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’Cat in the Stacks: Common Ground 

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I’m William Repetto, a first-year graduate student at Villanova University. This is the “‘Cat in the Stacks” column. I’m your new ‘cat. I’ll be posting about college life, about learning and growing here at Villanova, and, of course, about the Falvey’s role.


 

As her urge to practice #mindfulnessmonday, Hunter Houtzer attached this quote on her blog post Peek at the Week, “Drink your tea slowly and reverently, as if it is the axis on which the world earth revolves – slowly, evenly, without rushing toward the future. Live the actual moment. Only this moment is life.”

Thich Nhat Hanh, the founder of Engaged Buddhism, wrote these lines. Without some knowledge of the central tenets of Buddhism, it might be easy to reduce these lines to the final two sentences. “Live for today” and “focus on the present.” There’s more to unpack here, though.

King's Merton and Nhat HanhRobert H. King’s Thomas Merton and Thich Nhat Hanh

First and foremost, let’s just start by saying that the tea of the first sentence can easily be replaced by coffee. So, what does it mean to drink your coffee “as if it is the axis on which the earth revolves?” To answer this question, you must know something about Buddhism; Buddhism (especially the school from which Nhat Hanh comes, but also in general) stresses the importance of practice and experience over theoretical reasoning.

Thus, to treat something as if it is the axis on which the Earth revolves is to take the thing itself as the epicenter of your existence in that very moment. The irony here is that the coffee or tea and even drinking could be replaced by any activity. At the core of the experience, then, is treating each individual thing as one’s dharma, or duty, for that particular moment. (One can easily see how this would transfer to the Buddhist practice of mediataion.)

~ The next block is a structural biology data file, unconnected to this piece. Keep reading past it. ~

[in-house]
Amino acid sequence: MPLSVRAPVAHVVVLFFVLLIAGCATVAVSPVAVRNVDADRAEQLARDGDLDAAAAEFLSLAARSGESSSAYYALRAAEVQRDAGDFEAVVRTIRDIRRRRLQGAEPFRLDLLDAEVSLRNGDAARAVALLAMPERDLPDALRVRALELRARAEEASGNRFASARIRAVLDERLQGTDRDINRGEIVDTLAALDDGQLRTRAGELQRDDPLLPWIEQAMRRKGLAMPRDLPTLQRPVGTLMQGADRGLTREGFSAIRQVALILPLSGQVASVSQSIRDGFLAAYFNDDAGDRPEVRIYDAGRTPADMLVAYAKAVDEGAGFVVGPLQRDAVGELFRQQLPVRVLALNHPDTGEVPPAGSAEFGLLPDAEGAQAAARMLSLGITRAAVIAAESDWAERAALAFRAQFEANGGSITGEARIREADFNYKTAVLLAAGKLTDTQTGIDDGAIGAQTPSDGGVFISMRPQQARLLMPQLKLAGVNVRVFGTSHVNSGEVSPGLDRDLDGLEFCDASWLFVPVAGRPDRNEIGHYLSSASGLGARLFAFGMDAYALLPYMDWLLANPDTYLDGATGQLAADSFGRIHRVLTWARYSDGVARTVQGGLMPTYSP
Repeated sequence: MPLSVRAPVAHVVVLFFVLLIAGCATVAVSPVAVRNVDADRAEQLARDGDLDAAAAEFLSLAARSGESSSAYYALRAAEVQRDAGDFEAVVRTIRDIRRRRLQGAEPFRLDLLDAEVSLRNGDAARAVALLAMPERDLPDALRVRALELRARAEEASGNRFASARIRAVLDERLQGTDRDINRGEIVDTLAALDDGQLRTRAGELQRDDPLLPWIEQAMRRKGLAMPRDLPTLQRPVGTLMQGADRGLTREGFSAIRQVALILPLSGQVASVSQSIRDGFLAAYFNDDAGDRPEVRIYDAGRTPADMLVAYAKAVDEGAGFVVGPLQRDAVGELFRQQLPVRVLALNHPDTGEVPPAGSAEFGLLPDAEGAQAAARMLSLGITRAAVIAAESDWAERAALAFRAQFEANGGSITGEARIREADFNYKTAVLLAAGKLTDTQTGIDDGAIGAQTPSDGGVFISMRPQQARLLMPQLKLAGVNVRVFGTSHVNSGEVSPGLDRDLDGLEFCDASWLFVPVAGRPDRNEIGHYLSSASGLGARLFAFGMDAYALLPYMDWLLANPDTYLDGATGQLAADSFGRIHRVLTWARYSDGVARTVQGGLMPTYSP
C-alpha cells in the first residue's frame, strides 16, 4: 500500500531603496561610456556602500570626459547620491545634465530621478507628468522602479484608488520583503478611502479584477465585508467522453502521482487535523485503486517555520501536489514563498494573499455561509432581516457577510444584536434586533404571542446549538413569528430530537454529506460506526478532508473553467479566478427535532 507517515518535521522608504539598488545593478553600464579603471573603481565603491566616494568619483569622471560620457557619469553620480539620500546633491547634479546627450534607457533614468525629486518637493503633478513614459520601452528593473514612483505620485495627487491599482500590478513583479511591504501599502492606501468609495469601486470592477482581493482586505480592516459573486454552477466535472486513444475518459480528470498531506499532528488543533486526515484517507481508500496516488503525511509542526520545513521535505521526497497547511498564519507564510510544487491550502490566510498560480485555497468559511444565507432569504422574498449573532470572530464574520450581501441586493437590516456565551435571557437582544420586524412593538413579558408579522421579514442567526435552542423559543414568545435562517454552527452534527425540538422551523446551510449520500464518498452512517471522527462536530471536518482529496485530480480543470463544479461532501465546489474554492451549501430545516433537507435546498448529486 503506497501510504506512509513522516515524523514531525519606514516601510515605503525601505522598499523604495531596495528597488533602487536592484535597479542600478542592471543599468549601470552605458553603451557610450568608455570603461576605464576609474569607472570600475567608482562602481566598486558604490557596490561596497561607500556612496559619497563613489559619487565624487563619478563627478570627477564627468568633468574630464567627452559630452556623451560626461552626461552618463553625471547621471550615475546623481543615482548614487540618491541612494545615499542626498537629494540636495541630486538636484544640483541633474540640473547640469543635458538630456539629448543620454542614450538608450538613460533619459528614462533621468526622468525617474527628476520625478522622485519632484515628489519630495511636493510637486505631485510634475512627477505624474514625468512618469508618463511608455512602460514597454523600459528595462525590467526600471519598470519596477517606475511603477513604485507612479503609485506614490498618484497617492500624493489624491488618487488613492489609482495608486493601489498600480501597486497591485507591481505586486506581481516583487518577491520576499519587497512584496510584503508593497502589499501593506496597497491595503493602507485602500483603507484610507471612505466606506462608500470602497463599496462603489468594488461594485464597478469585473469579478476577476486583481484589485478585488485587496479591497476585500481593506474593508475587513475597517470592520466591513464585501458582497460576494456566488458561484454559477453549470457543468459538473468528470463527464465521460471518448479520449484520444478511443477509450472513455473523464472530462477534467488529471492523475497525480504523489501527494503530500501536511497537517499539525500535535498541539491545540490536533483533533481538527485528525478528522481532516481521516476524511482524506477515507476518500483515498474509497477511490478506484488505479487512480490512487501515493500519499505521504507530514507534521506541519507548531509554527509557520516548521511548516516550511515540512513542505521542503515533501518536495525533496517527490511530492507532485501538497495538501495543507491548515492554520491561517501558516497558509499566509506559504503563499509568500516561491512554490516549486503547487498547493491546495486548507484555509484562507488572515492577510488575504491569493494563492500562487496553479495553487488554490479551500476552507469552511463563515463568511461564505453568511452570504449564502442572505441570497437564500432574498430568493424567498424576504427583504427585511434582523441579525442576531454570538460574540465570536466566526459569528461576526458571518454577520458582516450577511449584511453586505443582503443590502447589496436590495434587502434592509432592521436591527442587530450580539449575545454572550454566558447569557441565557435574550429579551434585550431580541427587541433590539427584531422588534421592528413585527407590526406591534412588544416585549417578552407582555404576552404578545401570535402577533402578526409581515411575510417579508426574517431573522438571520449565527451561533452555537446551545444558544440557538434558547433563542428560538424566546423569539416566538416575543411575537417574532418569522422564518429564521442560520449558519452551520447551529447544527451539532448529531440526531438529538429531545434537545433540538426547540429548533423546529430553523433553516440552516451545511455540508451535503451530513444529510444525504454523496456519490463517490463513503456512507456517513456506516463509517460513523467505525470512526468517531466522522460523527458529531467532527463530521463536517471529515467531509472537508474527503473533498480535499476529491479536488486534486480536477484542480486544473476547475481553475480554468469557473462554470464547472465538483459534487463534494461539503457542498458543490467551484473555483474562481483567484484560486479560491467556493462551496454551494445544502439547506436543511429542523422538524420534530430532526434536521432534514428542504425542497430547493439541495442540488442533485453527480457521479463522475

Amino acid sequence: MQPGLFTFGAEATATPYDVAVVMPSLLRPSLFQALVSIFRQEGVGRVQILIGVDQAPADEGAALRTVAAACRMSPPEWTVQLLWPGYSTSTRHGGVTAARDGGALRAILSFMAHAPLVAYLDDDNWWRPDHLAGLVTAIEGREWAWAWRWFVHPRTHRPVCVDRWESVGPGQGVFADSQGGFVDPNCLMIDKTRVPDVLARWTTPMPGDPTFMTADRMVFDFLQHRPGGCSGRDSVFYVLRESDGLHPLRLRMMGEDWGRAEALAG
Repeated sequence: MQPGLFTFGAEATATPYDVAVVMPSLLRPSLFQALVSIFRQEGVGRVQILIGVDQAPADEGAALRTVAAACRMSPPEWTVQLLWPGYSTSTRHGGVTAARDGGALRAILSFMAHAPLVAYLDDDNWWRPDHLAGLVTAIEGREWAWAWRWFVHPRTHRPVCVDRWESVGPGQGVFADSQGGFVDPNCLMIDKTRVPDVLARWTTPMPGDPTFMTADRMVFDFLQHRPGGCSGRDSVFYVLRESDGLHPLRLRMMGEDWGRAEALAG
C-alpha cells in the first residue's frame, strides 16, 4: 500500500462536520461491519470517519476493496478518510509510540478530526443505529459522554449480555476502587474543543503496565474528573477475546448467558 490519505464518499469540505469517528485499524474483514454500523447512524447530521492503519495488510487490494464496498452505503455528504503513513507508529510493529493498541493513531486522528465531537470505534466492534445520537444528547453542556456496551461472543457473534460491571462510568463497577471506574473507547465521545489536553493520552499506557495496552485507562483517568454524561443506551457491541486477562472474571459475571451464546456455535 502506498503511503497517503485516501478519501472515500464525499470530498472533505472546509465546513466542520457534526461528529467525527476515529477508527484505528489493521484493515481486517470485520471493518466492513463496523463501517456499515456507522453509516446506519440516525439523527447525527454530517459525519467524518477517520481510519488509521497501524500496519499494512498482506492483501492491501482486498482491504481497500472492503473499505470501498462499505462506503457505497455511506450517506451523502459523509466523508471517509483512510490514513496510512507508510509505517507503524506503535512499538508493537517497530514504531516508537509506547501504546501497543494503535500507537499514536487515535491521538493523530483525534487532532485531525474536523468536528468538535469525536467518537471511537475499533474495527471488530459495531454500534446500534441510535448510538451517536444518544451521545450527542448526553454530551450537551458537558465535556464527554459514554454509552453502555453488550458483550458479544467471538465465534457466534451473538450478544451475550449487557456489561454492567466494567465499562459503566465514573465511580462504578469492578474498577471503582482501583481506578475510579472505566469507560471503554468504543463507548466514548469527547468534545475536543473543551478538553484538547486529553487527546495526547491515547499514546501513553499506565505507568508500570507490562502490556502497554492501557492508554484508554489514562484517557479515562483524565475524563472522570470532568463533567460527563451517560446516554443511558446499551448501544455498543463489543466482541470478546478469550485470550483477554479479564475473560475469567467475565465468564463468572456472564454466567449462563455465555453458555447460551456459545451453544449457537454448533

Second, Nhat Hanh encourages us to act “slowly, evenly, without rushing toward the future.” Anyone who has rushed toward the future with the cup of coffee or tea in hand knows how damaging that can be for the tastebuds, but I don’t think Nhat Hanh is talking about burning your tongue here. Rather, these three guidelines for drinking tea (read: coffee) provide another blueprint for how we ought to do all activities in our life.

Coffee and FlowersCoffee and Flowers (Credit Hunter Houtzer)

This is not to say, however, that Nhat Hanh randomly selected drinking tea among all the activities he could have said. In fact, some Buddhists practice meditation while eating, which involves the contemplation of textures and feelings associated with foods. (I guess we could also say that some Buddhists practice meditation in all aspects of their lives – some yoga experts speak in similar terms as well.) Aside from the breath though, eating and drinking represent the two other major ways that we take substances into our very core, so we can see why they would have a privileged position to Nhat Hanh.

This leads us to our last two sentences: “Live the actual moment. Only this moment is life.” While we might be tempted to boil down Nhat Hanh’s powerful words to just these two lines, I think it’s a better reading to see these last two sentences as the conclusion of the earlier experience. That this moment, the one we take slowly, evenly, and without rush, is life for Nhat Hanh indicates the types of lives we should all be living: ones wherein the present moment is always and dynamically treated as the very center of human experience.

Because Buddhism is about practice and experience over theorizing, I’d be wrong to leave you with an abstract thought about what Nhat Hanh might mean. I’ll give you a method of practicing: the next time you walk into the Falvey take your steps evenly and slowly without rushing to the important work that you know you must do. Enter our space slowly and reverently as if we’re the very axis on which the Earth turns. When you return to your work with the same attitude, you might find yourself refreshed, with a new perspective.

IMG_3285A new perspective – like Hunter when she started wearing glasses!

I’d like to thank Hunter for digging up such a powerful quote for her PATW post. I’d also like to thank some of the great professors I’ve had over the years – Julie Regan and Charles Desnoyers – who taught me the history and tenets of Buddhism that have been instrumental in my own life far beyond the explication in this blog post.


Website photo 2 Article by William Repetto, a graduate assistant on the Communications and Marketing Team at the Falvey Memorial Library. He is currently pursuing an MA in English at Villanova University.

 

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Last Modified: February 22, 2017